He flipped the page to the Electronic Newsroom graphic – an illustration of: Computers, Scanners, Digital Cameras, Page Layout software – Quark Xpress. But no more Darkroom – no more Stat camera. I look at the big Agfa Stat Camera. I used to make half-tones of the all the photographs and ads for seven weekly newspapers. There will be no more need for the Stat Camera – no more darkroom – no more need for me – the darkroom technician.

Dave, are you sure can I have this newspaper to keep?

Sure thing, Dan.

The next day, after Dave finished reading my article about David Handschuh, he asked me a question out of the blue.

Tim bookDan, who is your photographer hero?

You probably never heard of him, I said.

Go ahead, said Dave, try me.

Timothy O’Sullivan, I said. Everybody knows about Mathew Brady, but not many know about O’Sullivan. He actually took many of Brady’s photographs. I plan to write a book about him.

We often talked about the Ken Burn's documentary The Civil War which was on each night at that time on WGBH. Then the epic movie, Gettysburgh, filmed in panoramic 70mm came out.

Sure, I know all about Timothy O'Sullivan. In fact, I have a book about him at home. I’ll bring it in for you.

The next day Dave brought in the book by James David Horan, Timothy O'Sullivan - America's Forgotten Photographer. He let me keep it for a couple of weeks to read.

Dave encouraged me to get out of the darkroom and sold me his car for only $250 so I could take photographs for the paper. But I could read the writing on the wall...

Work in the darkroom trickled down and down. Apple computers with black and white screens appeared in the production room. The big layout tables were removed to make room for more Macs. The waxer — the heart and soul of the production room, was shut off. No more hot wax was needed to paste ads to the layout. Then one day the scanner appeared. Photographs and ads could be scanned into the computer for layout with Quark Xpress. The old Agfa Stat camera became obsolete.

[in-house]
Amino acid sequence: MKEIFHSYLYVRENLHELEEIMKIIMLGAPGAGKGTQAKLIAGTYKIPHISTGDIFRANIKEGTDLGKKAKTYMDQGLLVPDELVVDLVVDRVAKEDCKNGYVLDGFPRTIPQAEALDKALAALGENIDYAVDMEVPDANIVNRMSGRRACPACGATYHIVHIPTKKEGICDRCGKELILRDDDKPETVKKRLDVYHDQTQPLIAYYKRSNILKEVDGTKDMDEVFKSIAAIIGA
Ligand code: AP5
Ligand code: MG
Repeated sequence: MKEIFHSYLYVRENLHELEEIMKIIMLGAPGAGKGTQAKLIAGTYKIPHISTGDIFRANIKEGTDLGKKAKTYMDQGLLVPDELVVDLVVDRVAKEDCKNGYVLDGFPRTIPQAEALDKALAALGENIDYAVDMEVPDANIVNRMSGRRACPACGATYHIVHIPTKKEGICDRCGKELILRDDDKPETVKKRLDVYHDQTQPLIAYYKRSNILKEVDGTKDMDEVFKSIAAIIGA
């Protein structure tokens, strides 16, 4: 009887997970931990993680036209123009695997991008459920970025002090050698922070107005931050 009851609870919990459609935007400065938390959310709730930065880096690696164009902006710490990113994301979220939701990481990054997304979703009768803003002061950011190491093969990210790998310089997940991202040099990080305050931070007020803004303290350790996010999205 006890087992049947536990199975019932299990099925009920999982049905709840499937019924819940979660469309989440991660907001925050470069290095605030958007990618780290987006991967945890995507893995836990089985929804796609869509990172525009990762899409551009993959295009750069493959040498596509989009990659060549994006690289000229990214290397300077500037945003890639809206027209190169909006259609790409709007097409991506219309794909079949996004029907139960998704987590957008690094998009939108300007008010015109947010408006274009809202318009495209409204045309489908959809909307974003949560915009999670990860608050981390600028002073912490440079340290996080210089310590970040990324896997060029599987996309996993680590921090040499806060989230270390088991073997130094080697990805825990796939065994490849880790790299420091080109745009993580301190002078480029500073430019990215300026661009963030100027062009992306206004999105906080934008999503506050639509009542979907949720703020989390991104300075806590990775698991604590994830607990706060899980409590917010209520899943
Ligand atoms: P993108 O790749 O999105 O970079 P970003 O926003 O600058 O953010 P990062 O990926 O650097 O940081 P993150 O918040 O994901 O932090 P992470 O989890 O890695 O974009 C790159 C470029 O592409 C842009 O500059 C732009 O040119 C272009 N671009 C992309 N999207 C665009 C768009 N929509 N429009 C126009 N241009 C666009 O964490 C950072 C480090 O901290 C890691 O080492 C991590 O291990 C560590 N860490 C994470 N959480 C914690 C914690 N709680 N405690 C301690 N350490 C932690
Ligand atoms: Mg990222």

Terri, my future wife, came into the darkroom one day. Dan, you need to find something. There's talk of laying you off...

So I got out of the darkroom and into the daylight working for a time as a carpenter - hauling lumber, building houses, and having nail-gun fights with my co-workers while playing drums in The Immigrants.

The First Darkroom Technicians


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David Handschuh

Dave HandschuhClick here to read about David Handschuh, a news photographer with the NY Daily News.
Article by Dan Sheridan.

Agfa Stat Camera

Stat CameraWith the Agfa Stat Camera, a huge contraption the size of a washer-dryer, I created half-tones for Suburban World Newspapers, which published seven weekly newspapers. I re-sized ads and photographs punching in numbers from the proportional scale, then the big motorized bellows, expanded and contracted, to reduce and enlarge photographs to be converted into half-tones.

Proportional Scale

Scale

Half-Tone

Half-Tone

B&W Photograph

Half-tone